Streptococcus does not only threaten children - How many adults have lost their lives in Greece?


From the beginning of 2023 to January 11, 2024, 89 cases and 22 deaths have been recorded, 12 of which in adults

The National Public Health Organization (EODY) has sounded the alarm about escalating invasive group A Streptococcus (Invasive Group A Streptococcus, iGAS) cases in children and adults in Europe and Greece.

As stated in the newsletter, due to the increase in cases worldwide, their registration also began in Greece at the beginning of 2023. From the beginning of the year 2023 until January 11, 2024 (week 2), the following have been declared to EODY:

Eighty-nine cases of iGAS, 40 in adults and 49 in children, mostly under ten years of age.
among the incidents, 22 deaths, 10 in children aged 12 months to eight years and 12 in adults, mostly with underlying diseases

Graph. Number of laboratory-confirmed cases and deaths of patients with invasive group A streptococcal (iGAS) infection by week of onset of symptoms (ISO week), Greece, data 1/1/2023-11/1/2024.

2 101

What is the reason for the increase?

According to EODY, the recorded increase in iGAS cases followed a reduced frequency of group A strep infections observed during the COVID-19 pandemic.

The increase in cases in children may be related to the recent increased circulation of respiratory viruses such as seasonal influenza virus and respiratory syncytial virus (RSV), as co-infection with group A virus and streptococcus may raise the risk of invasive disease from iGAS.

What is group A streptococcus?

Group A streptococcus (GAS) is the most common cause of bacterial pharyngitis in school-age children.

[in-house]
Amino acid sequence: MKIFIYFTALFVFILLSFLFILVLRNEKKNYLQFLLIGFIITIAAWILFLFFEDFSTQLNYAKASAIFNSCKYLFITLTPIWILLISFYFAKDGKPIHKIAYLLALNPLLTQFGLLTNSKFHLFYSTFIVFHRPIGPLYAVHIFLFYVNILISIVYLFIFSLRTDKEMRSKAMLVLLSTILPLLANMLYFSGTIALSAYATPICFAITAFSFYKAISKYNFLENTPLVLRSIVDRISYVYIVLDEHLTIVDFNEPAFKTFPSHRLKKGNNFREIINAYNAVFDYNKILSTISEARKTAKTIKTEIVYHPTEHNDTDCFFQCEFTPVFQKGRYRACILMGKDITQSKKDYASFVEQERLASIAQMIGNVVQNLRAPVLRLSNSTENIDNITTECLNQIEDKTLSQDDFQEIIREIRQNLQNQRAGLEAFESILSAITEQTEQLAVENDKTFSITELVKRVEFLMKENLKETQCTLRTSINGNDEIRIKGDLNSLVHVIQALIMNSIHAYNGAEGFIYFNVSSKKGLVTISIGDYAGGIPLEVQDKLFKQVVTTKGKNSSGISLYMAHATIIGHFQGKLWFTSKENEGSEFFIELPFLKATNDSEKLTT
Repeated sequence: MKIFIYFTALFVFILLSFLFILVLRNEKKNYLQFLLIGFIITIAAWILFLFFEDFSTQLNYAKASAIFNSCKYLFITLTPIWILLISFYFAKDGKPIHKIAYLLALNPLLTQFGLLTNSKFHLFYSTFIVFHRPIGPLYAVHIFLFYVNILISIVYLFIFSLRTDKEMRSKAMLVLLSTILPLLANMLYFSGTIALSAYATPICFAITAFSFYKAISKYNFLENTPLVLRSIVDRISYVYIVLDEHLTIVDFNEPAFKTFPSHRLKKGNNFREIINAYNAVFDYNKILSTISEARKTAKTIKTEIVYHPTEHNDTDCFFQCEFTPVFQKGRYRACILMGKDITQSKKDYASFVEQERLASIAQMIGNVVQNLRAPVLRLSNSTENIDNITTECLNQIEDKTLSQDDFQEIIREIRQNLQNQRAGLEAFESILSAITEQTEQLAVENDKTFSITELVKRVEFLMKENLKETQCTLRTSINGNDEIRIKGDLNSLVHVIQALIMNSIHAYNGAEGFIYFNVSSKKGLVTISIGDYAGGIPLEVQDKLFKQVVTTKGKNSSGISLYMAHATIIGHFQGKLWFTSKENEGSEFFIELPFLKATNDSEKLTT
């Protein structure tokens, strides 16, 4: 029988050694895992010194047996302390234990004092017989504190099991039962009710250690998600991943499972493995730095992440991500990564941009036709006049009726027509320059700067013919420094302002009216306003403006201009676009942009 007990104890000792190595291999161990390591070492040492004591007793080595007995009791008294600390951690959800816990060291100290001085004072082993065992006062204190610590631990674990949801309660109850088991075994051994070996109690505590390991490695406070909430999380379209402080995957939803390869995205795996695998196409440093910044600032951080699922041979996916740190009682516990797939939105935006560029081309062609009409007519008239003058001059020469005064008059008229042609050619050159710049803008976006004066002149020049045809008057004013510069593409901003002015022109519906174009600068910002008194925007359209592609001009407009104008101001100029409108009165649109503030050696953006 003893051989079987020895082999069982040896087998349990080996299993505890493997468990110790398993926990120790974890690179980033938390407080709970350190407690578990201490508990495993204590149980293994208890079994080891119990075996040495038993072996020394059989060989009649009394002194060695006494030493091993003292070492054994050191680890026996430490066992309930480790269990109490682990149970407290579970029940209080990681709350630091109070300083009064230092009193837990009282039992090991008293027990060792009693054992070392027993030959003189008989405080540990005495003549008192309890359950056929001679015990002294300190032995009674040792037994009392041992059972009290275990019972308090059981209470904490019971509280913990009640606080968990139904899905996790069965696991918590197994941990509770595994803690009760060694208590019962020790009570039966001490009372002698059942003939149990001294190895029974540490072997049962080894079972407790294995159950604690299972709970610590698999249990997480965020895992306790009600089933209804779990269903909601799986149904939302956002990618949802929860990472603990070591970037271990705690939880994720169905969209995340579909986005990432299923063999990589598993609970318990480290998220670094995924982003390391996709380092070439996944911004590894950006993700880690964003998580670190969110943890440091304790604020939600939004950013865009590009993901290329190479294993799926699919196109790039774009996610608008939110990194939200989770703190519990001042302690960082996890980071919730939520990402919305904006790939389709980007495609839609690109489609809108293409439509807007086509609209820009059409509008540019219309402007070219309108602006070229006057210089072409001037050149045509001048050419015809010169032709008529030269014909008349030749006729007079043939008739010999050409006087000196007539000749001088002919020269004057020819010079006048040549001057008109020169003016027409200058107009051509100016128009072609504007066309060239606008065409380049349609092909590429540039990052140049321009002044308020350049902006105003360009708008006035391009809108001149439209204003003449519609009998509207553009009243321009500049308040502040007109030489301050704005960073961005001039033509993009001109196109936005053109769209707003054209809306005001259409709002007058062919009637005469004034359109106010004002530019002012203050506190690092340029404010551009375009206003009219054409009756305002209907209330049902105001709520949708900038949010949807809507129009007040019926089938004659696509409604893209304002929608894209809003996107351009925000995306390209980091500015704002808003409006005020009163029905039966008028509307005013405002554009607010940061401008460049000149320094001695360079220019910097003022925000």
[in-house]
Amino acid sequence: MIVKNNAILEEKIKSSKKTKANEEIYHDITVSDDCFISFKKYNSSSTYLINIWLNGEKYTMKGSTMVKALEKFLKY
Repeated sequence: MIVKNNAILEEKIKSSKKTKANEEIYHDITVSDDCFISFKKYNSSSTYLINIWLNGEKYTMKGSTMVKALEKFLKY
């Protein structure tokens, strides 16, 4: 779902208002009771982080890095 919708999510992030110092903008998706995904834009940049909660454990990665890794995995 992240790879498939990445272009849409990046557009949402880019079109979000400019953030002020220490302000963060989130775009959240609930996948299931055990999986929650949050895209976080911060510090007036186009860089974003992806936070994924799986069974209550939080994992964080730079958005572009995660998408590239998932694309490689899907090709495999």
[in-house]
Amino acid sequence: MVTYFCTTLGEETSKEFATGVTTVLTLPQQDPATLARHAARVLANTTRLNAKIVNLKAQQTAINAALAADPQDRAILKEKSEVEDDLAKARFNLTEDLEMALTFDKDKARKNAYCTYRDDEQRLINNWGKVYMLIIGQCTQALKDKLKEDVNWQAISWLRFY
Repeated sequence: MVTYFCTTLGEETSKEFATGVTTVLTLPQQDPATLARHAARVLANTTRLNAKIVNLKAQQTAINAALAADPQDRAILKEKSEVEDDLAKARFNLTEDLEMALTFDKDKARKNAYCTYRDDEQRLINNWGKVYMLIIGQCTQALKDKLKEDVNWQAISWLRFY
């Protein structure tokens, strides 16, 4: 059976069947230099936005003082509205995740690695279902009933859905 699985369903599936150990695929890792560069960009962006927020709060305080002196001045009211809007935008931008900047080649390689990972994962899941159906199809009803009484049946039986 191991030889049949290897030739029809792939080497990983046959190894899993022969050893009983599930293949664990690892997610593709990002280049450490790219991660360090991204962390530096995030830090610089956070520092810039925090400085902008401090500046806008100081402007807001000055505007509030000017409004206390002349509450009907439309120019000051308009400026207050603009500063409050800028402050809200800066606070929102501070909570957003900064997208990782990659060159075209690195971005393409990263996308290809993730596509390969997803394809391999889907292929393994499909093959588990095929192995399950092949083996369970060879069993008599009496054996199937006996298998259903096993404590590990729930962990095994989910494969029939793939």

The clinical picture includes a sore throat, fever, headache, and, in some cases, a confluent erythematous rash due to one or more erythrogenic toxins (scarring). GAS pharyngitis is diagnosed with a rapid antigen detection test (strep test) and throat swab culture and is treated with antibiotics.

In rare cases, group A streptococcus can manifest as an invasive infection, initially with non-specific symptoms (fever, general fatigue, loss of appetite). Especially in children, it can rapidly progress to severe and life-threatening.

The clinical picture of an iGAS case can present as bacteremia, pneumonia, skin and bone infection, meningitis, cellulitis, osteomyelitis, necrotising fasciitis, streptococcal toxic shock, etc.

Points of caution

Parents of children and school staff should be aware of the suspected symptoms of GAS and iGAS infection and the importance of seeking prompt medical advice within the first twenty-four hours of the onset of symptoms.

iGAS infection should be included in the differential diagnosis of children with a severe respiratory infection, a previous viral illness (including influenza and chickenpox), and in persons who are in close contact with a case of streptococcal tonsillitis or scarlet fever.

Early recognition of iGAS infection and prompt antimicrobial and supportive therapy initiation for affected children is extremely important for a favourable disease outcome.

Also, close contacts of iGAS cases should be identified, their condition assessed and treated according to the guidelines posted on the EODY website.

READ MORE: Delicious foods that increase the risk of cancer by 75%.

Copyright Greekcitytimes 2024